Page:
News & Commentary

Briefly Noted December 2018


Some astronomical hospital bills that blindsided patients and recently sparked outrage are caused by health plans not having wide enough physician networks—networks that include oncologists and radiologists and other specialists, argue R. Bruce Williams, MD, and Geraldine B. McGinty, MD, in a recent opinion piece for Stat. Williams is president of the College of American Pathologists and McGinty is chairwoman of the American College of Radiology’s Board of Chancellors. “Patients should not be financially responsible when an insurance plan cannot provide in-network physician services at in-network hospitals or other facilities,” wrote Williams and McGinty. “Instead, the insurance plan should foot that bill”.

A change in how mental health services for Medicaid patients are billed and how providers are paid for those services is affecting about 700,000 Ohio residents, reports Cleveland.com, a news website associated with the Cleveland Plain Dealer. The changes are part of Gov. John Kasich’s efforts to modernize behavioral health care, but providers say the transition is full of processing and reimbursement delays and is putting a financial strain on a field already overwhelmed by the opioid epidemic. Part of the problem seems to stem from the state’s efforts to move more beneficiaries into Medicaid managed care, which involved adding 100 new codes to the system.

Minnesotans eligible for Medicare should take a close look at the Medicare Advantage plans that they have to choose from, reports the Star Tribune of Minneapolis. Some Medicare Advantage plans come with a smaller network of providers than what beneficiaries would find under traditional Medicare. Those “limits seem to be one reason some shoppers are considering a return to original Medicare plus a Medigap supplementary policy, which brings more choice but generally with higher premiums,” the newspaper reports.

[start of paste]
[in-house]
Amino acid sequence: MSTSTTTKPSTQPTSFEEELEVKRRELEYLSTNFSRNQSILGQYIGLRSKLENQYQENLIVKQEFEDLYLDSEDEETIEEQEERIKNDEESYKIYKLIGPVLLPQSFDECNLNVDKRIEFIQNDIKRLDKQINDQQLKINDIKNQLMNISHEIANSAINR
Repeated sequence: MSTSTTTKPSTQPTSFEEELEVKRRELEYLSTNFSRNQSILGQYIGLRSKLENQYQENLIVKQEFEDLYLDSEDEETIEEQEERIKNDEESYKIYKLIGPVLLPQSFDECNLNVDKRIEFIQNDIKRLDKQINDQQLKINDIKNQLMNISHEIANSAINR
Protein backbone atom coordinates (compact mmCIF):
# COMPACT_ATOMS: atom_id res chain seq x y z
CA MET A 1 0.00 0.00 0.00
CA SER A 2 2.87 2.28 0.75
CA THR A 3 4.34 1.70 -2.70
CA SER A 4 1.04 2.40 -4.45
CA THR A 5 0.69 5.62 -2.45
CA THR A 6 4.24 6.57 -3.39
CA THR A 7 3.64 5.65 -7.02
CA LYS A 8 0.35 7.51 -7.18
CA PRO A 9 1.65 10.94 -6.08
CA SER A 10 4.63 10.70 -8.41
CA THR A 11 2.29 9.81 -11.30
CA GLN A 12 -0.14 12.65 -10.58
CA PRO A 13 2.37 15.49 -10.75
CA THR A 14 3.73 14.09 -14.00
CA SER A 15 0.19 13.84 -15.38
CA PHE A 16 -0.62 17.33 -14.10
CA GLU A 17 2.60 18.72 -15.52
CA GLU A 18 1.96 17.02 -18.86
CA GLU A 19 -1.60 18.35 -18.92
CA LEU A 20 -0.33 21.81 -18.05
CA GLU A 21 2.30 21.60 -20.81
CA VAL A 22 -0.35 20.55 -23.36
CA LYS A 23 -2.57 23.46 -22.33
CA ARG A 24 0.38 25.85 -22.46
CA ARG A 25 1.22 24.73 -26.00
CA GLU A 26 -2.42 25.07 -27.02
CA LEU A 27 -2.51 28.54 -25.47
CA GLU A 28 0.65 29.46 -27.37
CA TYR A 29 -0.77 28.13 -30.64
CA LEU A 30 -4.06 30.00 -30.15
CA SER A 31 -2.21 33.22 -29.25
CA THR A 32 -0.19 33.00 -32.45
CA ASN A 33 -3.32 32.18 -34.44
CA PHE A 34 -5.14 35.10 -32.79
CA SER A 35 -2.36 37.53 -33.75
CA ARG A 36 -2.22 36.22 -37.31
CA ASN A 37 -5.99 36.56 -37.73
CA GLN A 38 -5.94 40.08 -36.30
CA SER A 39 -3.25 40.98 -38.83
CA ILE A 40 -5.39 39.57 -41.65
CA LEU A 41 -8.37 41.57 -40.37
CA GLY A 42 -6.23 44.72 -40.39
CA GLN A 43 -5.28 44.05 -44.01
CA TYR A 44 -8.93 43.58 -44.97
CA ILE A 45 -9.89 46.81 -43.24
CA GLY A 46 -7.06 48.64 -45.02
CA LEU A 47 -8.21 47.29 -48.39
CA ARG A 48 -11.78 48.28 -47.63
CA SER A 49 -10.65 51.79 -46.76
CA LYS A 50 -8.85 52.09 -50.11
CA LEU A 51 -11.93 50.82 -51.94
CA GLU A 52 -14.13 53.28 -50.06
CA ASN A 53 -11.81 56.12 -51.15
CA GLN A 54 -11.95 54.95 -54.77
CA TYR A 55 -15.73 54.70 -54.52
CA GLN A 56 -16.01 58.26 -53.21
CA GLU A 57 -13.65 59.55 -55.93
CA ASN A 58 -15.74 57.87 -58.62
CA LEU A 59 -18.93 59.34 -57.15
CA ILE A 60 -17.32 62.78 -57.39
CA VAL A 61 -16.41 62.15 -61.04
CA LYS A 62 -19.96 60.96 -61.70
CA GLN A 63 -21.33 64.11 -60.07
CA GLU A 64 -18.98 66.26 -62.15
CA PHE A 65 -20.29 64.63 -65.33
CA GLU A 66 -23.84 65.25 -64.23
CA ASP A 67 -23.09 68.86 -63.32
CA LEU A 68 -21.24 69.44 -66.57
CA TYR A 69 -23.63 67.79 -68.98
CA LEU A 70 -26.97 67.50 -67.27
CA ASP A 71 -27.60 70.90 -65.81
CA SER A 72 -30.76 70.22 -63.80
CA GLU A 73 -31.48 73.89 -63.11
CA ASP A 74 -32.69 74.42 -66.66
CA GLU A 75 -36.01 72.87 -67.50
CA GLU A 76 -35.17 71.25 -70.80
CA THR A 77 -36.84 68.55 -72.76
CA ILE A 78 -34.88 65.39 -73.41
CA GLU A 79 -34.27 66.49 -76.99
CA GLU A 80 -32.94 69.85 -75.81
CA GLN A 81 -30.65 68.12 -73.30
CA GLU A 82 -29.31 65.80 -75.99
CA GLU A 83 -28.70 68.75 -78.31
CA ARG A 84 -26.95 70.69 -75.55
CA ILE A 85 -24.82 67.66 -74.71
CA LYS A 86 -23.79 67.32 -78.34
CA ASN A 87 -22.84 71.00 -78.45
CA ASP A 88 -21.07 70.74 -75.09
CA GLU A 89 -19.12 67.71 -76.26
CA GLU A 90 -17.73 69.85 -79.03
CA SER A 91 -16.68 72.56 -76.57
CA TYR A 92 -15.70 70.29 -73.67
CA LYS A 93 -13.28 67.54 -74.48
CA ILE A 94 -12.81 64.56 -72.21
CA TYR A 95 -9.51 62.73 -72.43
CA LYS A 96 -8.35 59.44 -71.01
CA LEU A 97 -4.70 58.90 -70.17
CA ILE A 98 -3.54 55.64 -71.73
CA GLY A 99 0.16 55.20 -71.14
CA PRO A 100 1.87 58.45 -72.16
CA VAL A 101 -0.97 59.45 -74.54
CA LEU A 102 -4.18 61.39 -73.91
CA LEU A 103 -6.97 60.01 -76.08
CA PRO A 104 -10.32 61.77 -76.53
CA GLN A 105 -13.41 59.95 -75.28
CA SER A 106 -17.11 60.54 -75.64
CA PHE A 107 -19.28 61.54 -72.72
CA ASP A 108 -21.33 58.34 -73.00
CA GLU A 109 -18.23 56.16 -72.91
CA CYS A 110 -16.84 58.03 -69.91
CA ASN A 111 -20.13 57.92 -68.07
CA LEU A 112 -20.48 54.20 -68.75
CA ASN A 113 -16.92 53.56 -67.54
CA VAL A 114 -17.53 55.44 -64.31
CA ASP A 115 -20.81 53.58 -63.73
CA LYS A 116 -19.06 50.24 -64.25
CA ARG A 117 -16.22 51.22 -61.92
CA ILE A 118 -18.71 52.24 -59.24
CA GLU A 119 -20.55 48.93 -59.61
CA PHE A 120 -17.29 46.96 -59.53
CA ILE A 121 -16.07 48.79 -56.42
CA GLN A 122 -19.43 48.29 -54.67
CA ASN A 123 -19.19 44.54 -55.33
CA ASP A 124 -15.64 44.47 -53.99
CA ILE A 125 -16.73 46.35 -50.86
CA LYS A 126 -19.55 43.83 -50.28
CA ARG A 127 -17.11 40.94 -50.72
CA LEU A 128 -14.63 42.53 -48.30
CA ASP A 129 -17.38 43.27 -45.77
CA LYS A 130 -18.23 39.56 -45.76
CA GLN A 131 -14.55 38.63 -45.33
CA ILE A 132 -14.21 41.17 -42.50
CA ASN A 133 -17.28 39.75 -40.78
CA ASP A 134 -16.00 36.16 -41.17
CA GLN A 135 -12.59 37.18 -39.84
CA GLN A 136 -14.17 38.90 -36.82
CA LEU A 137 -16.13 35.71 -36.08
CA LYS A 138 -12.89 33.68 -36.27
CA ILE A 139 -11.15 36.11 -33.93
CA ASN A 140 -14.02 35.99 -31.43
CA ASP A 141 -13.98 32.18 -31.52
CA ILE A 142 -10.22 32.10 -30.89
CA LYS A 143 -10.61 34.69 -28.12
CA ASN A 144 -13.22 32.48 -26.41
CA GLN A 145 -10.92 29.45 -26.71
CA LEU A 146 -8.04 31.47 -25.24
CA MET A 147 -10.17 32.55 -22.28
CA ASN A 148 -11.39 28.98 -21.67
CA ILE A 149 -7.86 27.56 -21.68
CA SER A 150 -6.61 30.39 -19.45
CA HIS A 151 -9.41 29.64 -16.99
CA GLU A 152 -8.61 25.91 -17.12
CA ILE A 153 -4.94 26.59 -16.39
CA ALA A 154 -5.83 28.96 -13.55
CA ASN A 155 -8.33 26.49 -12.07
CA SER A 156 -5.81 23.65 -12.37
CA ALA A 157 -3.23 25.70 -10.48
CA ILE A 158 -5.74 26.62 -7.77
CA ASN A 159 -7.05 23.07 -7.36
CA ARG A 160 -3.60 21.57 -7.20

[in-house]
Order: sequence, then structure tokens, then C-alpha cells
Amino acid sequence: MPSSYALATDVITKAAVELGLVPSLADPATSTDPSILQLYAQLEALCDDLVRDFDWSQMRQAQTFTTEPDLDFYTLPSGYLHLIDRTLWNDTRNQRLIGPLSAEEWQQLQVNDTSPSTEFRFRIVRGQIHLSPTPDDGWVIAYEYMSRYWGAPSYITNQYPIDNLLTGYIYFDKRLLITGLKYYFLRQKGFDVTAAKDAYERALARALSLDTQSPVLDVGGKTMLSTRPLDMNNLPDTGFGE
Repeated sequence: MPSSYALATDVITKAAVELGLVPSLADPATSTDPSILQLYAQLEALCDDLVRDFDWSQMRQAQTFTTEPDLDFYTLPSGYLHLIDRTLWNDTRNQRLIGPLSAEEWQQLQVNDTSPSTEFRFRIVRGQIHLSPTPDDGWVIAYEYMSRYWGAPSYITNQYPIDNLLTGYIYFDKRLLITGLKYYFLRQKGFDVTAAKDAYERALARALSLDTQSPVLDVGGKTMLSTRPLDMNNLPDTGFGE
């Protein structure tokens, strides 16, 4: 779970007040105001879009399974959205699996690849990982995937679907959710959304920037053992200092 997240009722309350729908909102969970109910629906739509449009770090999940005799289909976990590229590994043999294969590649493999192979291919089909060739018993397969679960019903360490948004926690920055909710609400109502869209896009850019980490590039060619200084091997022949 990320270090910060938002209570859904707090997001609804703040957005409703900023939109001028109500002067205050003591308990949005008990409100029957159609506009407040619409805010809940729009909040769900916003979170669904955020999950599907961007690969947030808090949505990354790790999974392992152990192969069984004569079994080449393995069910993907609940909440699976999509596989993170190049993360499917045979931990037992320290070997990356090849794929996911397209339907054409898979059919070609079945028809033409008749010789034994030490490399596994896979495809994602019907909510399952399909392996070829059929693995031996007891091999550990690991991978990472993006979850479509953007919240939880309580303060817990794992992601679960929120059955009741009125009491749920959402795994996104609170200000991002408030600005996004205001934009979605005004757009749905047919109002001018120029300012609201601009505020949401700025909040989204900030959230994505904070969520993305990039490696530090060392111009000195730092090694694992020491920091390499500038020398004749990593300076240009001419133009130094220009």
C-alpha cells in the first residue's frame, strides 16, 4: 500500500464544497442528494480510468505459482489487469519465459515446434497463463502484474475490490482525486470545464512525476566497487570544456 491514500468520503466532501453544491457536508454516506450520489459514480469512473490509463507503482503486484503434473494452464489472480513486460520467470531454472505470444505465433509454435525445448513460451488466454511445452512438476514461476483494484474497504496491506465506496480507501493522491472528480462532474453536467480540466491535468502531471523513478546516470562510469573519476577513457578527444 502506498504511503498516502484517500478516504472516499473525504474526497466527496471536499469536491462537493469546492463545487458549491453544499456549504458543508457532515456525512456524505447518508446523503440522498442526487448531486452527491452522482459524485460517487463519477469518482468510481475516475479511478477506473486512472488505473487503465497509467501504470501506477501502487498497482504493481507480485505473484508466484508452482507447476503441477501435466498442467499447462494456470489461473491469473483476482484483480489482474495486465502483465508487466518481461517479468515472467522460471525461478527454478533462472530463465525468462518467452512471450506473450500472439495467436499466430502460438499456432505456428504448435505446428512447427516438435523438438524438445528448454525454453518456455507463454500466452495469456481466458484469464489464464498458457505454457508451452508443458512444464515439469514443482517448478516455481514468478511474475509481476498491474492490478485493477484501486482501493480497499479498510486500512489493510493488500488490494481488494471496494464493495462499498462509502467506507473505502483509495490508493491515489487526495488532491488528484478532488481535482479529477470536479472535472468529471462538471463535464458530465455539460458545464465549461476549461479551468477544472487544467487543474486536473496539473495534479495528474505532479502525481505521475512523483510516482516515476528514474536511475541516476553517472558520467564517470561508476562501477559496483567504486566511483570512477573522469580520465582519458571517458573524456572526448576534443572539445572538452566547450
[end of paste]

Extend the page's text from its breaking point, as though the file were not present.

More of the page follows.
Yet another study saying that the benefits of weight-reduction surgery may go further than just losing weight. Researchers with Kaiser Permanente Washington Health Research Institute tracked about 20,000 severely obese patients who had type 2 diabetes. Those who had the weight-reduction surgery had a 40% lower chance of getting a stroke or heart attack five years after the surgery compared with patients who got the usual diabetes care. The results were published in the October 16 issue of JAMA. David Fisher and his colleagues say the findings mean that health care professionals “should engage patients with severe obesity and type 2 diabetes in a shared decision-making conversation about the potential role of bariatric surgery in the prevention of macrovascular events”.

Employers have changed their approach to controlling health care costs, from shifting cost burden to employees to managing benefit packages, said Sarah Thomas, managing director of the Deloitte Center for Health Solutions in an opinion piece on the Deloitte website. She sees employers focusing on two main goals: reducing the costs for their sickest employees and keeping their healthy employees healthy. For the former, some employers have relied on value-based insurance designs, partnering with innovative providers, and steering certain employees toward ACOs. For the latter, some employers have considered building onsite health centers and employing health advocates.

Millennials, the 83 million Americans born between 1981 and 1996, don’t seem to see much of a need for having a primary care physician, unlike earlier generations, according to a national poll by the Washington Post. The poll found that 45% of 18- to 29-year-olds have no primary care provider. That’s compared with 28% for those aged 30 to 49, 18% for those who are 50 to 64, and 12% for those who are 65 and older. Many millennials are getting care on the run, so to speak, from retail clinics located at national drugstore chains or in urgent-care centers.

The MiMedx Group is facing serious allegations that it bilked hospitals run by the VA and the Department of Defense by limiting the sort of products that it sells to those hospitals. MiMedx makes treatments that help heal wounds, using skin grafts and injectable products from donated placental tissues. It’s a complicated case, but here’s just one thing that the company is accused of, as reported by the Wall Street Journal: “To treat the smallest wounds, MiMedx offered government hospitals nothing smaller than a 16-millimeter disk-shaped EpiFix graft costing $895. Private hospitals, however, were offered a 14-millimeter disk for $313”.

A fluid and widespread workforce might make employers take a good look at how to integrate telehealth into their health care benefit packages. Kathleen O’Driscoll, vice president for the global business group at the National Business Group on Health told Human Resource Executive that telehealth might be able to close coverage gaps. “Local plans rarely have coverage in other countries to meet the needs of the trailing dependent [the ones who do not relocate] and staying on their local home plan is not an option either,” said O’Driscoll. “Companies have been discussing how to address this gap and the potential role telehealth could play.”